DaimlerChrysler Vehicle Problems Group
A compendium of 1998-2002 300M, Concorde, Intrepid, and LHS owner complaints relating to steering, suspension, automatic transmission, and engine failures. Comprehensive and well-written, with plenty of photos, links, and tech info.

JD Power Consumer Center
Check the quality ratings. You will find that the Japanese competitors such as Lexus, Toyota, Acura, and Honda all will generally have higher ratings in quality.

R. L. Polk & Company
Check their statistics on recalls and owner loyalty. Dodge and Chrysler marques are conspicuously missing from any positive ratings in recalls and owner loyalty.

U. S. Class Actions
This site lists pending complaints, lawsuits, judgments, and settlements. Pending actions and investigations: Audi defective windshields and TT electronic malfunctions; Cooper Tire; DaimlerChrysler engine oil sludge, Neon engine head gaskets, paint delamination, and faulty seatbelt buckles; Firestone Steeltex; Ford/Lincoln faulty heater blend door; GM Dex-Cool coolant which may corrode the heating system and Astro van rear axle failures; Hyuundai horsepower mis-representation; Kia Sephia stalling; Mazda defective transmissions; Mercedes-Benz price-fixing; Nissan Pathfinder engine manifold studs, Saturn defective timing chains, Toyota engine sludge; and VW New Beetle dash fires.

Driving Data Recorders (“Black Boxes”) for Sale
Selling for about $280US, the Road Safety Teen Driver system is an on-board computerized data recorder that should be available by mid-2003. The system can be installed by simply plugging the computer into the vehicle Data Link Connector on 1996 and newer vehicles. Pre-1996 vehicles will require system installation by a qualified automotive technician. For the past 10 years, Road Safety has been helping “high risk” fleets reduce vehicle crashes by monitoring driver behavior and giving immediate, in-vehicle feedback if they start driving unsafely. The Road Safety system tells you where and when your teen was driving on a second by second basis. If you say “I don’t want you to go to the beach” and they go anyway, you will know it. If curfew is at 12:00 AM and they get home at 1:00 AM, you will know it.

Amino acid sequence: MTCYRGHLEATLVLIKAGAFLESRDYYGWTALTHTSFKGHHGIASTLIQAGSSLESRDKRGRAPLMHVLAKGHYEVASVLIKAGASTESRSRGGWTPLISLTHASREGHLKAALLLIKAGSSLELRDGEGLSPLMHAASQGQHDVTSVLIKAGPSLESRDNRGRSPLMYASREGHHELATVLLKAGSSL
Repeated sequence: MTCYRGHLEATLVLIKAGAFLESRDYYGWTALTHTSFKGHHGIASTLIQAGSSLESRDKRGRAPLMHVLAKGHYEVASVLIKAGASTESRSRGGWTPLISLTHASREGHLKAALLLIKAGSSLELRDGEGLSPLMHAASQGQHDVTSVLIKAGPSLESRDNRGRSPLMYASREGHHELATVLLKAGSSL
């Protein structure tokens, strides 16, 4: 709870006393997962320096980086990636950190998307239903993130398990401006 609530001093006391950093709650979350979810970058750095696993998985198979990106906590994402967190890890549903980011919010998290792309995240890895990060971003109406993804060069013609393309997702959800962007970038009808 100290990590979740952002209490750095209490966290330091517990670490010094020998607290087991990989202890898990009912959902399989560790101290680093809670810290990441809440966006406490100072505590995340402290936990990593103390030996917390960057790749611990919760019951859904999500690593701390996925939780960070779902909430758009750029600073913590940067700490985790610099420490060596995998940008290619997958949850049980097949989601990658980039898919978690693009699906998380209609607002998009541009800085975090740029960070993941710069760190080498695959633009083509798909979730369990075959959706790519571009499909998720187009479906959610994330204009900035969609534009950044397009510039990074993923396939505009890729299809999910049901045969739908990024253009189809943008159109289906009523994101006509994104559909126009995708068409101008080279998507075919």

As frequently as you like, simply pop the memory card out of the “black box” and plug it into your family computer to display the reports and graphs. Review them with your teenager and let them know that you care how they operate the vehicle-no speeding, no aggressive driving-just like being in the car with them every second they drive.

Ford Sued over Taurus SHO Engine Failures
LetterPhil: Just an update on the camshaft failures with the 1996-99 Ford Taurus SHO. A couple of owners have started a class action suit against Ford. Check it out:

http://www.v8sho.com/SHO/CamFailureClassActionSuitFiled.htm
http://www.v8sho.com/SHO/autoweek_online_cam_story.htm
http://www.auto.com/industry/taurus13_20021213.htm
http://www.v8sho.com/SHO/BlueOvalNewsCoverageofCamSprocketLawsuit.htm

We’re up to 150 documented failures now. I’ve got my sprockets welded to my cams now. I had to drive down to Atlanta to get it done.
Ian, ’97 ES/BS Taurus SHO, Ottawa, Ontario

Used Car Mis-representation Victory
Goldie v. Golden Ears Motors (1980) Ltd, Port Coquitlam, June 27, 2000, British Columbia Small Claims Court, Case No. CO8287, Justice Warren.
In a well-written 8-page judgment, the court awarded plaintiff Goldie $5,000 for engine repairs on a 1990 Ford F-150 pickup in addition to $236 court costs. The dealer was found to have mis-represented the mileage and sold a used vehicle that didn’t meet Section 8.01 of the provincial motor vehicle regulations (unsafe tires, defective exhaust, and headlights).

In rejecting the seller’s defense that he disclosed all information “to the best of his knowledge and belief,” as stipulated in the sales contract, Justice Warren stated: